Darts World Championship 2009
Alexandra Palace (and Lakeside), January 4th, 2009
Is darts the best game ever? Does sport get any better than a bunch of invariably fat (or fattening) guys throwing tiny arrows at a board as a crowd of pissed old-timers, fancy-dressed larrikins, pseudo-WAG chicks, dignified parents and B-grade celebs hold up signs with things like ‘I am The Stig’written on them and singing the darts song, all while going mental as a guy on a microphone shouts out ‘wuuuuuuuuuun-huuuundreddd-aaaand-aayyyyyteeeee!’?
I recently posted an article on 10,000 Weekends that was written by an entrant in The Guardian’s Big Blogger 2008 competition. Blogger D’s treatise on the beauty of darts lay in the idea that darts, like life, is devastatingly simple: you’re either throwing good darts or bad darts. Sport is not some grand Rushdie-esque metaphor for life, but a rather more simple exposition. ‘The rest,’ as Blogger D points out, ‘is just window-dressing.’
And having spent the last three days glued to the telly, watching the action at both Lakeside and Alexandra Palace, I now know what Blogger D was really talking about.
In darts, unlike any other sport, there is simply nothing to talk about but the points. Leg by leg, set by set. Just the points. That’s it. The pundits can’t rely on talking about different tactical formations, managerial mistakes, the strengths of kicking over running, beating a world record time, or any of the myriad other details other sports are predicated on. At one point during the Lakeside coverage, the commentators resorted to commentating on rugby when they spotted some members of the Gloucester club side in the audience, particularly on how Wales are a very real possibility of doing the Grand Slam in the Six Nations this year. Then of course, there are moments like this that the commentators must dream of.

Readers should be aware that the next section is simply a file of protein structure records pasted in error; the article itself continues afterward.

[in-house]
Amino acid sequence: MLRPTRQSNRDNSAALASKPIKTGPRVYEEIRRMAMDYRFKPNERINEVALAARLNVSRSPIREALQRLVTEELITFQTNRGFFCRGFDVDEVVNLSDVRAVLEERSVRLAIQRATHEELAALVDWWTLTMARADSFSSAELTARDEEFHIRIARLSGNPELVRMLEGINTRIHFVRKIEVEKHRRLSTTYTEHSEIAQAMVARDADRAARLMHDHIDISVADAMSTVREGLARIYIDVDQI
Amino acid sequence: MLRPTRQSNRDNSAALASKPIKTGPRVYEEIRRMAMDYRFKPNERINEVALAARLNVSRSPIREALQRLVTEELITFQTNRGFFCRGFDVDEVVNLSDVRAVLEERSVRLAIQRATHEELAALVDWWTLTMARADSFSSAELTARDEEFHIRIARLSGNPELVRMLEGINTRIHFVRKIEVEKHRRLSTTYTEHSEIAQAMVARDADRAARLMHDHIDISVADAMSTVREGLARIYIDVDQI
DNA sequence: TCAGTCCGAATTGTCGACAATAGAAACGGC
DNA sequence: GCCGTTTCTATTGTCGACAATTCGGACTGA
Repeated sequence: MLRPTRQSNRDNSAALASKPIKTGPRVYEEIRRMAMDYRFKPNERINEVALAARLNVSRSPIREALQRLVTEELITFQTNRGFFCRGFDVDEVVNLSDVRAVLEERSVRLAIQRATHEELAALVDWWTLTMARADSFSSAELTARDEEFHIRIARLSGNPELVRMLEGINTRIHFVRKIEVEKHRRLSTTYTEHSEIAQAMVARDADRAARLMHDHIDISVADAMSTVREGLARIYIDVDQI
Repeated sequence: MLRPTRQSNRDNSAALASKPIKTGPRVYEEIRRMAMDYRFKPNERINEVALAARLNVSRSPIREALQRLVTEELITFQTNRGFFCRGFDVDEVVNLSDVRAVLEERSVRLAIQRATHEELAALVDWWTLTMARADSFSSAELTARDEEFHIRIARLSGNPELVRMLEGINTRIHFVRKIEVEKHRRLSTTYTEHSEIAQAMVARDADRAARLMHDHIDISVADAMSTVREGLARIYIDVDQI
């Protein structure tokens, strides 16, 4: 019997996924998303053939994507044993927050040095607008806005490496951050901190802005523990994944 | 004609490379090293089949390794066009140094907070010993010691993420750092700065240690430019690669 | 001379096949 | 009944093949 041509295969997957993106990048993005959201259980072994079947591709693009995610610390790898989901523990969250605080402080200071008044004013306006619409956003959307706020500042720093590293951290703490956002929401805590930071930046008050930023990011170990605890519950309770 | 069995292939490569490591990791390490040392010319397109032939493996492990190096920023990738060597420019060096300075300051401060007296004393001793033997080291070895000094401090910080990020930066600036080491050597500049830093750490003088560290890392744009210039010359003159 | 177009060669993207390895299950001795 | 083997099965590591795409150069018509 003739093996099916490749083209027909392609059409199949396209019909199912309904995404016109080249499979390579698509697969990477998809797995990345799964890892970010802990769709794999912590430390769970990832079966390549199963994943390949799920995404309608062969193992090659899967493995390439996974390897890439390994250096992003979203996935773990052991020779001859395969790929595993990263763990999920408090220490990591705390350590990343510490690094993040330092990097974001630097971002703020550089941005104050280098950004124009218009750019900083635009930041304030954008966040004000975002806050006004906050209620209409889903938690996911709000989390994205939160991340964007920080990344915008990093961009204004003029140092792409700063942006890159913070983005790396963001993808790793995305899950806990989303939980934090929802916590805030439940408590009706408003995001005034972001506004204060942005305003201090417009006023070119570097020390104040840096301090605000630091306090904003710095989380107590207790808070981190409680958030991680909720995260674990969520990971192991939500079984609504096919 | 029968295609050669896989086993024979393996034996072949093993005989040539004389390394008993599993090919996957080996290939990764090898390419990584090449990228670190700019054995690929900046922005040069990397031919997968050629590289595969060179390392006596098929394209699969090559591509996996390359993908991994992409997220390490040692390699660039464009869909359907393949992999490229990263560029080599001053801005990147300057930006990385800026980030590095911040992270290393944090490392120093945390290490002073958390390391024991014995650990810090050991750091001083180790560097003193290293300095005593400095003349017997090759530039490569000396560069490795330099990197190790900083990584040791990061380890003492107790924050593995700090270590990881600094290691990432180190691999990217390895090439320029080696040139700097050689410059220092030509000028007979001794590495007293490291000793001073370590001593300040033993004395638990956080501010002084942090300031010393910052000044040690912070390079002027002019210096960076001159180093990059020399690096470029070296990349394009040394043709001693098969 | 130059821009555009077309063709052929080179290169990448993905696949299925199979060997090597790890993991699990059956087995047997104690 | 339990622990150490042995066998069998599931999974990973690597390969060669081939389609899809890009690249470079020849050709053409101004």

But back to the action. In darts you either ‘play well’ or ‘play badly.’ The analysis, if you were to call it that, only goes so far as discussing efficiency in the checkout and whether they could hit what they needed to hit. For example, when Raymond ‘Barney’ van Barneveld needed a double top to take a leg, and missed, the commentator sagely noted ‘he needed that.’ It was as refreshing as it was absurd.
(On a side note, if Roy Keane does get involved in sport again any time soon, I hope it’s in darts commentary. It seems custom-made for him. You can just hear Keano now: ‘he missed that because he’s a hack.’)
But this is where I diverge from Blogger D, and from Martin Kelner writing on the Guardian Sportblog today. They argue that darts is simple. But they have been seduced by darts’ simplicity into thinking it is simple. Simplicity and simple-ness are two very different things. Simple means no substance; flimsiness; a ruthless reduction. 1 + 1 = 2 is simple. It is what it is.
Simplicity is divine. Simplicity is the art of somehow squeezing an endless complex of information and ideas and effort and skill into a bite-sized chunk. E = mC2 is simplicity. Yet the theorem invites exploration and proof and challenge, again and again, forever, with new results and ideas yielding themselves to the explorers time after time.
Of course darts is about getting to zero before the other guy. But the audience sits behind you. And they’re loud. And drunk. It’s like performing an appendectomy while your nurses sing karaoke. They say in football that when you take a spot kick the goal shrinks. But that’s nothing compared to those improbably small spaces on that improbably small board, which must feel leagues away from the oche. Its complexity defies belief. But hey, it’s still just about getting to zero before the other guy, right?
Van Barneveld went from throwing a nine-dart finish in the quarter finals to being demolished by Phil ‘The Power’ Taylor in the final. His assessment? ‘Clearly practising 10 hours a day is not enough.’ What? Practising anything for 10 hours a day is bound to make you a millionaire at that thing. But such is the nature of darts that the seemingly simple act of throwing a metal pin into a bristle board is but the next exploration of the theorem. And some theorems elude and defy the best practitioners going around forever. Well, at least a year. Roll on Alexandra Palace 2010 for yet another attempt at cracking it.